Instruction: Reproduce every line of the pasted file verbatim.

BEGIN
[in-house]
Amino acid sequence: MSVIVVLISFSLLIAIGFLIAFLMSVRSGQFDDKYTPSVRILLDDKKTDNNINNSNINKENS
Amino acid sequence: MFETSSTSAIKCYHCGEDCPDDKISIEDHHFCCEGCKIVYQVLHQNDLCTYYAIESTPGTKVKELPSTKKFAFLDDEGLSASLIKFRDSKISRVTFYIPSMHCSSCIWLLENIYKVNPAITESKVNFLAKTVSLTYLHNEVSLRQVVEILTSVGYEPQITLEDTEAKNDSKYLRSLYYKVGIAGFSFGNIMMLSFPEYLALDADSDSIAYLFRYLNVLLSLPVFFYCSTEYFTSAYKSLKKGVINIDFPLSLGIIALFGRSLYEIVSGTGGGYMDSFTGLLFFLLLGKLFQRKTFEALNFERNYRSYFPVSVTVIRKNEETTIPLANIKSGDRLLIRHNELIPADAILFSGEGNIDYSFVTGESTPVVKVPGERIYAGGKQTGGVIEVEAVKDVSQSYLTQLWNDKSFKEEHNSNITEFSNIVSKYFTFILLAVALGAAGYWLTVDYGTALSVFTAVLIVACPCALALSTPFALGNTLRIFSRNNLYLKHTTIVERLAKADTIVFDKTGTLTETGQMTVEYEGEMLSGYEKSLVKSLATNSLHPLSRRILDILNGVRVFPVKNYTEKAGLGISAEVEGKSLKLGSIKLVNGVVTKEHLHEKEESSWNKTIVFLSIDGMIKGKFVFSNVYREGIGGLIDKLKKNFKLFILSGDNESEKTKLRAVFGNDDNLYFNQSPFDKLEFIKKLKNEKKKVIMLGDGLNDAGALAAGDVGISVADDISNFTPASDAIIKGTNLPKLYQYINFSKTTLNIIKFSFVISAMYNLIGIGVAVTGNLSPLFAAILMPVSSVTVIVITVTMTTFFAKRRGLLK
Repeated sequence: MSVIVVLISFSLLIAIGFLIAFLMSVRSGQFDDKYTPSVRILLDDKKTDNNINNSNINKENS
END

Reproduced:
[in-house]
Amino acid sequence: MSVIVVLISFSLLIAIGFLIAFLMSVRSGQFDDKYTPSVRILLDDKKTDNNINNSNINKENS
Amino acid sequence: MFETSSTSAIKCYHCGEDCPDDKISIEDHHFCCEGCKIVYQVLHQNDLCTYYAIESTPGTKVKELPSTKKFAFLDDEGLSASLIKFRDSKISRVTFYIPSMHCSSCIWLLENIYKVNPAITESKVNFLAKTVSLTYLHNEVSLRQVVEILTSVGYEPQITLEDTEAKNDSKYLRSLYYKVGIAGFSFGNIMMLSFPEYLALDADSDSIAYLFRYLNVLLSLPVFFYCSTEYFTSAYKSLKKGVINIDFPLSLGIIALFGRSLYEIVSGTGGGYMDSFTGLLFFLLLGKLFQRKTFEALNFERNYRSYFPVSVTVIRKNEETTIPLANIKSGDRLLIRHNELIPADAILFSGEGNIDYSFVTGESTPVVKVPGERIYAGGKQTGGVIEVEAVKDVSQSYLTQLWNDKSFKEEHNSNITEFSNIVSKYFTFILLAVALGAAGYWLTVDYGTALSVFTAVLIVACPCALALSTPFALGNTLRIFSRNNLYLKHTTIVERLAKADTIVFDKTGTLTETGQMTVEYEGEMLSGYEKSLVKSLATNSLHPLSRRILDILNGVRVFPVKNYTEKAGLGISAEVEGKSLKLGSIKLVNGVVTKEHLHEKEESSWNKTIVFLSIDGMIKGKFVFSNVYREGIGGLIDKLKKNFKLFILSGDNESEKTKLRAVFGNDDNLYFNQSPFDKLEFIKKLKNEKKKVIMLGDGLNDAGALAAGDVGISVADDISNFTPASDAIIKGTNLPKLYQYINFSKTTLNIIKFSFVISAMYNLIGIGVAVTGNLSPLFAAILMPVSSVTVIVITVTMTTFFAKRRGLLK
Repeated sequence: MSVIVVLISFSLLIAIGFLIAFLMSVRSGQFDDKYTPSVRILLDDKKTDNNINNSNINKENS